Alliance and Feud in Bilateral Kinship Systems

While kindred and kinship degrees are commonly important for defining marriage prohibitions and preferences and regulating the transfer of property and status, bilateral structures seldom influence the broader economic and political integration of society. However, there are some dramatic examples of their strategic importance organizing and settling conflicts between families in the context of weak or absent mechanisms for social control, as in the rough-and-ready world of early medieval Europe.

We have already documented the importance of the kindred for incest prohibitions and inheritance laws of various Germanic groups before the social transformations of the High Middle Ages. However, this grouping assumed its greatest relevance within the context of the endemic feuding that proliferated under Medieval conditions of weak central authority.

Medieval feuds erupted for same reasons that they do in many other societies, conflicts over women, land, and livestock which cannot be resolved through a formal legal process (see discussion of the Turkish Village, Yanomamo, and Dani for comparative examples of feuding.) In these situations, opponents seldom settle their differences on a one to one basis but call on the support of kin, who consider an assault on one of their number a challenge to all. Accordingly, many individuals who do not have a direct interest in the conflict are set against each other in protracted feuds, which often continue long after the original causes are forgotten. In the Germanic tradition, the warring parties were drawn from the kindred of the instigators, according to a formal expectation that all relatives within a third cousin range were obligated to participate. It is probable, however, that only the nearest circle of kin was heavily involved (Murray 1983:135-155).

The incidence of feuds was tempered by the interconnections between overlapping kindreds, which often included potential intermediaries within the circles of both warring factions. More formal mechanisms of conflict resolution were available through the institution of monetary compensation, whereby one party could buy peace by paying the wergeld of one of their victims to his or her kindred.

Wergeld, literally "man money", was a sum attached to each individual in medieval society according to his or her age, sex, and social status. In cases of murder, injury, and for women, sexual assault, all or part of the total was assessed in accordance with the severity of the crime. Upon payment, any dispute between the aggressor's and the victim's kindred was forestalled. The funds paid were collected and distributed according to the bilateral kinship structure. Members of the guilty person's kindred, within a third cousin range, had to contribute an amount in proportion to the nearness of their relationship. Correspondingly, the award was shared among the victim's kin with decreasing shares going to more distant relatives.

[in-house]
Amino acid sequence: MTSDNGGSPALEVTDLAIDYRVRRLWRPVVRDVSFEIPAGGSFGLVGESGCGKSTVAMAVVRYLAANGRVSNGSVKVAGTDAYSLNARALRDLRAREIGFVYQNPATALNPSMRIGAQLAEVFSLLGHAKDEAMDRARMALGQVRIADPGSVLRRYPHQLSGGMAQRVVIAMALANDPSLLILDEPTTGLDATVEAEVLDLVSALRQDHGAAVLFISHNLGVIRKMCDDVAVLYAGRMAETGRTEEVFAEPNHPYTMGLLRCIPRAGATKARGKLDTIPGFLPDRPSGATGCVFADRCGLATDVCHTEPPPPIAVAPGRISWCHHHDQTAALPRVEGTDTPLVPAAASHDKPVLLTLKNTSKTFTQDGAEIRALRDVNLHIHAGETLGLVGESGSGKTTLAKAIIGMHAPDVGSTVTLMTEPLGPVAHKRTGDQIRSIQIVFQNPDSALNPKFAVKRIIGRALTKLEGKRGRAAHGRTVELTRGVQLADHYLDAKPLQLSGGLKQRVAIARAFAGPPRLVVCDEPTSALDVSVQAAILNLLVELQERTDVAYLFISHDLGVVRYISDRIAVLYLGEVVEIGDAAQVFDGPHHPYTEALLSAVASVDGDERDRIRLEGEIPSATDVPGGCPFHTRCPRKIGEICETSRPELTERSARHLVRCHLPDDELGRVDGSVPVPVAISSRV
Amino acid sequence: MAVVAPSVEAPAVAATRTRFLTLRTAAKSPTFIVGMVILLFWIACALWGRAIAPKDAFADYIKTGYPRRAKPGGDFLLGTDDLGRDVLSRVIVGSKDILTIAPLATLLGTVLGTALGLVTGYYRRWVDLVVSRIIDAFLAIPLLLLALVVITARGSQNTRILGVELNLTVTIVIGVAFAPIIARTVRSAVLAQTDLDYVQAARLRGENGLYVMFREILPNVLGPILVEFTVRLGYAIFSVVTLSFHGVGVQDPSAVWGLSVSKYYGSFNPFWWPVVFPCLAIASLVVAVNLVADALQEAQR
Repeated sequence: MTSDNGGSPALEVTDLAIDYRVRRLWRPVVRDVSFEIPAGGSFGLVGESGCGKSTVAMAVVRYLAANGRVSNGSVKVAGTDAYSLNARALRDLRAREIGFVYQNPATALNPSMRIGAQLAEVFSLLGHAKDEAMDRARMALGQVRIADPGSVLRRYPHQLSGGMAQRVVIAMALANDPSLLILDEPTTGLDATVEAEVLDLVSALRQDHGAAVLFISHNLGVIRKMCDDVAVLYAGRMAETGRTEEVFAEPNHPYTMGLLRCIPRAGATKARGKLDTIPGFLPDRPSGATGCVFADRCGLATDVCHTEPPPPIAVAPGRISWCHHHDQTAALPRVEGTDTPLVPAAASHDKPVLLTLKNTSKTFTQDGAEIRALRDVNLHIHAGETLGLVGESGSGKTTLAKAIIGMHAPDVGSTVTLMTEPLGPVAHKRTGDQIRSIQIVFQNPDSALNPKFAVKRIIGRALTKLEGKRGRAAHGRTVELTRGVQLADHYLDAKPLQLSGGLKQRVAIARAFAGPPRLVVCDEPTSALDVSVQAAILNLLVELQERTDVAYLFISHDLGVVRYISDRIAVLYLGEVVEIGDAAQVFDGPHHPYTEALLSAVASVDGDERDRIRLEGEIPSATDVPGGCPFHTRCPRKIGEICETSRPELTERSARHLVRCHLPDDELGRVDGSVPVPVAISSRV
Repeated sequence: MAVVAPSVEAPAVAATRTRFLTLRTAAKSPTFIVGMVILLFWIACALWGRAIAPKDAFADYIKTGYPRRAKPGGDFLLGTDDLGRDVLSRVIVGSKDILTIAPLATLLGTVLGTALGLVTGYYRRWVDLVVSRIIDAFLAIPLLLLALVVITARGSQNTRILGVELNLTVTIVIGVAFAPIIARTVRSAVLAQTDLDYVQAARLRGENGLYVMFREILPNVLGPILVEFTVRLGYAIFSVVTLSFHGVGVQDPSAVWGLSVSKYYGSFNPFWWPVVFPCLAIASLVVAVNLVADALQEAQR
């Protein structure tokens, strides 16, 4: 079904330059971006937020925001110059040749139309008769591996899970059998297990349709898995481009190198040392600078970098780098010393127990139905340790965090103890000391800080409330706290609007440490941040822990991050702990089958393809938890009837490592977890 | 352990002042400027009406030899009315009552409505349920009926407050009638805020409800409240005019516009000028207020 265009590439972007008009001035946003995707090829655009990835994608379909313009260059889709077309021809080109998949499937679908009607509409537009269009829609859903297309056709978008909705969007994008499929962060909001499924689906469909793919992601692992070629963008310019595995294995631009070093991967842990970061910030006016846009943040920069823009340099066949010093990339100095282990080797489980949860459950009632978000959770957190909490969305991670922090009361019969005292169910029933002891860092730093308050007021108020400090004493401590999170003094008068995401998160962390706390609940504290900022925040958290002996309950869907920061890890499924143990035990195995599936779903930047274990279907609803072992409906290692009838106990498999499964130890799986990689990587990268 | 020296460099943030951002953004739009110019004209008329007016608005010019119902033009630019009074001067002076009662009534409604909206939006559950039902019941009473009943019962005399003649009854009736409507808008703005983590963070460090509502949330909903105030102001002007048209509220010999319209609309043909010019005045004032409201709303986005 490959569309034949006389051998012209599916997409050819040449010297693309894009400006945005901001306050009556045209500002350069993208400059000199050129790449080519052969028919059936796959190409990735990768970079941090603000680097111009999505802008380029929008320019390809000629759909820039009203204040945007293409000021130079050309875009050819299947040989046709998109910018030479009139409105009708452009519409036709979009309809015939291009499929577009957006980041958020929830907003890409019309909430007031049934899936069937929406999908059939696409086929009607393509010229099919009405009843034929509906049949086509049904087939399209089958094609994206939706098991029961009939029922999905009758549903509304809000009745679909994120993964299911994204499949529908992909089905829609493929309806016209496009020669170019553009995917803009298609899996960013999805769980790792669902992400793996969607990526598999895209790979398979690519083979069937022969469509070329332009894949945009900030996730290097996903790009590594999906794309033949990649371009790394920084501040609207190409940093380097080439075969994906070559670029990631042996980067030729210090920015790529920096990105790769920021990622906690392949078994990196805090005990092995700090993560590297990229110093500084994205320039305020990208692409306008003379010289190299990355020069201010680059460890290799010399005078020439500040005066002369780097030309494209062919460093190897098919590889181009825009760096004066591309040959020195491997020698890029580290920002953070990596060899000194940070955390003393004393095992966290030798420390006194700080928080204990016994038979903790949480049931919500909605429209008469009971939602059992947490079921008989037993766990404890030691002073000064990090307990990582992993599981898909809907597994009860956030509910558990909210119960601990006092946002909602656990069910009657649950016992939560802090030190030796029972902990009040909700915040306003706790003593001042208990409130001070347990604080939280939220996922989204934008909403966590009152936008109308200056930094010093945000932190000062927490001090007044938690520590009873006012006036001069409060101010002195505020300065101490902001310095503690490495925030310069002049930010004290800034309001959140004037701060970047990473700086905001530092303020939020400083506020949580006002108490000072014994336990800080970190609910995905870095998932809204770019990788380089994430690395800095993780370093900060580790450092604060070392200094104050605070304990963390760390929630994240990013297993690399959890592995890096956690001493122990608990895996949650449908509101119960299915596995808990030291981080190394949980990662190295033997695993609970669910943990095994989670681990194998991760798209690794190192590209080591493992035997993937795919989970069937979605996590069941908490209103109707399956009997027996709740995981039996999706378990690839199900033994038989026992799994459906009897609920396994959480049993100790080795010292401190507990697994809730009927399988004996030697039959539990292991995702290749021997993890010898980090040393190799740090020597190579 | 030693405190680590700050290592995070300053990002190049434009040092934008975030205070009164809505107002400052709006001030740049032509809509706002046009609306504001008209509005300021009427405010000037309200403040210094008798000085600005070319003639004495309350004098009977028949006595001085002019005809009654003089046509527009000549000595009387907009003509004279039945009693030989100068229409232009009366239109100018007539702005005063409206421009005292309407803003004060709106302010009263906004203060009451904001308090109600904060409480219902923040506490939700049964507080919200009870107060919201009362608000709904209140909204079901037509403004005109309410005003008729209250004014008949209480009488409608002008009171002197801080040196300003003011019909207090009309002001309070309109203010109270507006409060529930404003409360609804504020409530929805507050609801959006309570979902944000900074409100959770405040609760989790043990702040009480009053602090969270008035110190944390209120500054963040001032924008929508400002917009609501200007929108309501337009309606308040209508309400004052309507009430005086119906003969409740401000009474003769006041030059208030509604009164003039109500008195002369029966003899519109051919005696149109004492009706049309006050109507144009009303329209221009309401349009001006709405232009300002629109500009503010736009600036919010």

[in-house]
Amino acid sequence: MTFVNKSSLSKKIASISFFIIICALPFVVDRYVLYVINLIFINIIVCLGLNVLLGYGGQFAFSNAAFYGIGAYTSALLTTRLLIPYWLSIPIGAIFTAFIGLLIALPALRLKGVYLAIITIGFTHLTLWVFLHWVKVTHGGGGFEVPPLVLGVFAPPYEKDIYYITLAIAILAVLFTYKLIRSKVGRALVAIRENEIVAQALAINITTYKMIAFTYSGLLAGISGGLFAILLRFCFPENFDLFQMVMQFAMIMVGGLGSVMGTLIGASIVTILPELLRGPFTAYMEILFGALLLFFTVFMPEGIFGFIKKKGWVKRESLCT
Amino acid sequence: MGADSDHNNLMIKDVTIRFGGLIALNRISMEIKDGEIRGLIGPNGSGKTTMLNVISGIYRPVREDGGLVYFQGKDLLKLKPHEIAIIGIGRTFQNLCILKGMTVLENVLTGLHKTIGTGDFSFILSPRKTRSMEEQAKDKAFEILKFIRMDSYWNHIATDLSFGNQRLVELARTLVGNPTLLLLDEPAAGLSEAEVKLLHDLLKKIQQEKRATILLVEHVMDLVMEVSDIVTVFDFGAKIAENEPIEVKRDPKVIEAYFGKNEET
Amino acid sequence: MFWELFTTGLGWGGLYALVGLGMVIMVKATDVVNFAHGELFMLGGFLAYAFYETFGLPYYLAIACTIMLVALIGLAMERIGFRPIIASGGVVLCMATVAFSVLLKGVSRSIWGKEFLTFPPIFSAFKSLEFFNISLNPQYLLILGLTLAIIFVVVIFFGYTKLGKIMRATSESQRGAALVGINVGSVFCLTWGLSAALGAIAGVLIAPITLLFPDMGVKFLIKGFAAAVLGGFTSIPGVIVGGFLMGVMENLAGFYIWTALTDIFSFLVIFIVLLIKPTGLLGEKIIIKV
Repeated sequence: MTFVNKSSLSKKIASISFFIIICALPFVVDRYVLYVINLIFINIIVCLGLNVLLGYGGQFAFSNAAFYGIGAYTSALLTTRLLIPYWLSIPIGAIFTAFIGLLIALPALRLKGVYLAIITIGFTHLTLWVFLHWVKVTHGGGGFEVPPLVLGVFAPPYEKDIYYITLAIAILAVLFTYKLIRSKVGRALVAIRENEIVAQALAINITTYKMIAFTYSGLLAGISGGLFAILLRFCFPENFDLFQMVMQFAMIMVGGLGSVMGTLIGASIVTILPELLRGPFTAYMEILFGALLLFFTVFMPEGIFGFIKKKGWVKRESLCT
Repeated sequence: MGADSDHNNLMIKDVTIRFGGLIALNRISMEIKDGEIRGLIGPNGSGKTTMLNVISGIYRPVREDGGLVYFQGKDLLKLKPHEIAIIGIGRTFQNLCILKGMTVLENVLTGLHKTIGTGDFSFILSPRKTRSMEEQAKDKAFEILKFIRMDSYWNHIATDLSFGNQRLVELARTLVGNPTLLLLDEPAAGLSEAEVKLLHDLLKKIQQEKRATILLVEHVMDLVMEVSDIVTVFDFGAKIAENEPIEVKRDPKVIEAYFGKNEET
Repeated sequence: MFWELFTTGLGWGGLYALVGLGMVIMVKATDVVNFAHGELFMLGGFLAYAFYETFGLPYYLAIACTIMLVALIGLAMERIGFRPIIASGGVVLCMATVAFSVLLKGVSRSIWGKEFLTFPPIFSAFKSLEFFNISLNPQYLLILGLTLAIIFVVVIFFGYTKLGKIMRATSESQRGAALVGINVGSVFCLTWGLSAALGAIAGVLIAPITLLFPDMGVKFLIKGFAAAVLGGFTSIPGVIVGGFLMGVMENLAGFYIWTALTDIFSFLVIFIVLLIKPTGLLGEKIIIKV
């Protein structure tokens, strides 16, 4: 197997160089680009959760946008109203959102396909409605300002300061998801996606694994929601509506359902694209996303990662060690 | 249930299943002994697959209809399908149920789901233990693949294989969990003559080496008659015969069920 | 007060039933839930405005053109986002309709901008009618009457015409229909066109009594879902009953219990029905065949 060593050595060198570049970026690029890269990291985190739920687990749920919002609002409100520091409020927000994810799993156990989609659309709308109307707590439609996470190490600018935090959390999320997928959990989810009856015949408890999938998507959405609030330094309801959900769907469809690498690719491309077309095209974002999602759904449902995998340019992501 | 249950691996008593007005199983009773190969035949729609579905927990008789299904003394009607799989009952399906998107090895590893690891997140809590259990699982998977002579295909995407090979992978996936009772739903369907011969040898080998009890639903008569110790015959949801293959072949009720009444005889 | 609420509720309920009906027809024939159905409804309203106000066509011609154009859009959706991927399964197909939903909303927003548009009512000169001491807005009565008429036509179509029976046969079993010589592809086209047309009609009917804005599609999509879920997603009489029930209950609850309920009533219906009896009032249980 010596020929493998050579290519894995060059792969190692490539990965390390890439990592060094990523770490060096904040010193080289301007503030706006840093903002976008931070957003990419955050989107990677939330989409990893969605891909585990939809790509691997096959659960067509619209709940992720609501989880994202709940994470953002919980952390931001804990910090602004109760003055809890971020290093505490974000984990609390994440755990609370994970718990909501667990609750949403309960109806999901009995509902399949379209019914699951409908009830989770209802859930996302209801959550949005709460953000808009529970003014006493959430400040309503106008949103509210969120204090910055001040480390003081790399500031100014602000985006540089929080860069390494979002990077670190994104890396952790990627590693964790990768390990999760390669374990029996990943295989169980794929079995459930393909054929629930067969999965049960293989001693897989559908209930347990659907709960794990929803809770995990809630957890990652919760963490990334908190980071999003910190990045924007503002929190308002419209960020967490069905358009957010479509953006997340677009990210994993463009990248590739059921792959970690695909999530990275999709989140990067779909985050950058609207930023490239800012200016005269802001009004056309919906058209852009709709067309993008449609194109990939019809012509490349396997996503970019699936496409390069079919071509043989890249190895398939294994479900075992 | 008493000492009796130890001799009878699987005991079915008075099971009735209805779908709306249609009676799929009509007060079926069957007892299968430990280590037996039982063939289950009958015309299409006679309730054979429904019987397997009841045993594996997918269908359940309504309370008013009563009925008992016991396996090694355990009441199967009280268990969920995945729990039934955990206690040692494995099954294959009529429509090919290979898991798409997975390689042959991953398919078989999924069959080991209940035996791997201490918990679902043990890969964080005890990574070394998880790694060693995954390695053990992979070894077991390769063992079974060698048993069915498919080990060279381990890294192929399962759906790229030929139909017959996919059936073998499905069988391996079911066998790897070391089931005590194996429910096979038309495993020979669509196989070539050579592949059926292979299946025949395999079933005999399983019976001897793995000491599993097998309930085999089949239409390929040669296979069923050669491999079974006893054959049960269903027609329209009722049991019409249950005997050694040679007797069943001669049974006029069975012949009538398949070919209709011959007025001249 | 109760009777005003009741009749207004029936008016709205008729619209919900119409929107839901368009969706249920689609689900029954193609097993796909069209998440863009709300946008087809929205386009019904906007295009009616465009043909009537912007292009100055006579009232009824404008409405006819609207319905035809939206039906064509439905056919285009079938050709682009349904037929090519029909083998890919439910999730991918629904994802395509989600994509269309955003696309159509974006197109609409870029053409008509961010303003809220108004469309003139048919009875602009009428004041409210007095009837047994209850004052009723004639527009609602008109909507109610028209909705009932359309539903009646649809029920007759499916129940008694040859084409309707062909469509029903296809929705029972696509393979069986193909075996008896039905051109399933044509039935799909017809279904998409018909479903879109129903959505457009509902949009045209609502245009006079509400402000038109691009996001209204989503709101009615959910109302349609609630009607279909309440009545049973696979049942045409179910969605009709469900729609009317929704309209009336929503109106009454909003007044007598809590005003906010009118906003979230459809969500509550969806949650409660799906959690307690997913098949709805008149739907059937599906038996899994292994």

Wergeld Distribution According to Frankish Law
Children and Siblings 50% wergeld distribution
Wife 25%
2nd Degree Relatives 16%
3rd Degree Relatives 6%
4th Degree Relatives 3%

Source: Murray 1983:137-144

In addition to compensation payment, the transfer of individual responsibility to the kindred was apparent in other quasilegal matters including oaths, guarantees, and ordeals. The weak public authority could do little more in these areas than draw up codes to enshrine these customary practices.

The political importance of kindreds is also apparent in another bilateral example, the Iban of Borneo. In a society which has few formal institutions, the mobilization of overlapping ego focused kindreds enables the organization of numerous activities including long distance trading expeditions, headhunting, and intertribal warfare. In this last instance the Iban were able to launch fighting forces of up to 40,000 combatants on the basis of kinship networking which connected small circles of relatives into a vast interlocking complex (Freeman 1968).

Overlapping Kindreds

overlapping kindreds

© Brian Schwimmer
University of Manitoba
Created: Sept. 1997
Last updated: Sept. 2003